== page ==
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Critter specialist heads into retirement

Washing-ton Fish 
and Wildlife Department biologists Howard Ferguson, left, and Mike Atamian, 
center, hand off an adult Canada goose to Mikal Moore, the agency's East Side waterfowl specialist in 2009.

Washing-ton Fish and Wildlife Department biologists Howard Ferguson, left, and Mike Atamian, center, hand off an adult Canada goose to Mikal Moore, the agency's East Side waterfowl specialist in 2009. AP Photo/The Spokesman-Review, Rich Landers

SPOKANE, Wash. (AP) — The stars of the Wild Kingdom TV series made it glamorous, but Howard Ferguson has made his living handling and monitoring critters ranging from butterflies to moose.

The wildlife biologist is retiring after 21 years with the Washington Department of Fish and Wildlife.

“I just got back from doing golden eagle surveys on the ground and from the air,” he said last week. “I surveyed nests and historical nest sites along the Columbia River for a couple days. Found two nesting pairs and found a peregrine falcon and bald eagles.

“That was my last field work for the agency. Leaving is bittersweet. It’s a job I love.” Ferguson, 64, says he’s handled a wide range of birds for banding or other research: “Probably more than 4,000,” he said, without hinting at the amount of guano he’s laundered from his work clothes over the years.

“Howard is especially respected by the birding community not just because of his professional expertise but because he’s a birding enthusiast,” said Madonna Luers, department spokeswoman in Spokane.

His job as district wildlife biologist took him to Lincoln County to help with the reintroduction of sharp-tailed grouse as well as to Turnbull National Wildlife Refuge, where he helped set up hunting seasons for elk. The Turnbull elk seasons were a milestone — the first hunting allowed on the refuge — to helping manage the damage the elk were inflicting on the area’s habitat.

“I’ve worked on the aerial helicopter surveys for the Turnbull elk as well as deer counts and the annual winter moose surveys,” he said, noting that he’s seen the moose population expand during his career.

“It’s a privilege to be able to fly and look for wildlife. Very few people get that experience.”

In between the monitoring and inside computer work, he has been on the teams fitting radios to elk, moose, bighorn sheep, hawks and grouse with the care of a dad fitting a bike helmet on his kid.

“It’s very hands on,” he said. “It’s incredible.”

Ferguson’s data collecting and habitat work has been has helped with long-term conservation benefits in Spokane County.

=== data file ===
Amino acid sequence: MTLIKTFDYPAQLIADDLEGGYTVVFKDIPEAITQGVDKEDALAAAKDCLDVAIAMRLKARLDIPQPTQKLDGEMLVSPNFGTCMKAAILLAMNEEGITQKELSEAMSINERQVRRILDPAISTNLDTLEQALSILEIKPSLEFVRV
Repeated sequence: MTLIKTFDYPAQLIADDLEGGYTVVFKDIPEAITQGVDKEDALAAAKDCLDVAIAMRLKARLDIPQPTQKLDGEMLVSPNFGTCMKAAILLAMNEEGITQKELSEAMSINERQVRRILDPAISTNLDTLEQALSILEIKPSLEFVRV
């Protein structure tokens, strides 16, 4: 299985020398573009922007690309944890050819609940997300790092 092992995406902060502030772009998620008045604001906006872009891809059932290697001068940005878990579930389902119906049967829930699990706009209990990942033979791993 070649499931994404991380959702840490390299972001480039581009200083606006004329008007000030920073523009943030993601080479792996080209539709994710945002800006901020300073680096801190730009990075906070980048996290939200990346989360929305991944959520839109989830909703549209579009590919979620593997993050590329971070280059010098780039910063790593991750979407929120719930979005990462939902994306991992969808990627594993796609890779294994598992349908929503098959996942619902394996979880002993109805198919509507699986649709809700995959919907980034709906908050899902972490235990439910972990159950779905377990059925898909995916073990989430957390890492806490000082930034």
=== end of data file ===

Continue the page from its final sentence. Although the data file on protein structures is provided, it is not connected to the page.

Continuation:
“Anyone interested in conservation would understand that the land my work has been able to save is probably more important in the long run than the individual animals I’ve worked with,” he said.

For example, his detailed information on Antoine Peak’s value as wildlife habitat was instrumental in getting state funding for its acquisition. Spokane County matched the money and added the 1,066 acres of mountain — the background to the north of East Valley High School — to its Conservation Futures Program.

His work also had a hand in securing the Rustler’s Gulch area on the West Fork Little Spokane River and the wetlands of the Reardan Audubon Lake.

“These are things that will last forever and help the animals more than anything I’ve done,” he said.

He said he’s disappointed his work at Mount Spokane did not convince Washington State Parks officials to refuse plans for the proposed expansion of the downhill ski area into wild reaches of the mountain.

“It’s a unique habitat in Spokane County and important to wildlife,” he said. “I hate to see it lost especially when it’s in a state park.”

A highlight to a career in wildlife biology is working with people who have similar interests, he said.

“This is a group of people who love working with fish and wildlife,” he said. “They’re not getting rich out there, but they’re doing pretty much what they want — preserving animals and their habitat — and they’re dedicated to that singular purpose.”

Of course, all of the programs Ferguson has worked on will continue in his retirement.

“There’s still a lot to be learned about the Turnbull elk, whether the hunting seasons have impacted the movements of elk and how they’re impacting the refuge and the private land outside the refuge.”

“The department is putting more emphasis on working with private landowners for the good of wildlife and that’s a good thing.” Ferguson doesn’t plan to give up his interest in wildlife now that he won’t be getting a paycheck for it.

“The love for wildlife will always be a part of me,” he said. “I’ll be open to the possibilities for work in my retirement, but I’m also interested in working of my life list (of bird sightings).

“I’m at about 1,500 species now and while I’ve been to places like Southeast Asia and Africa, there are a whole lot of great birding areas in the USA I haven’t explored.

“I can see me and my wife paddling kayaks through the Everglades with binoculars around our necks pretty soon.”

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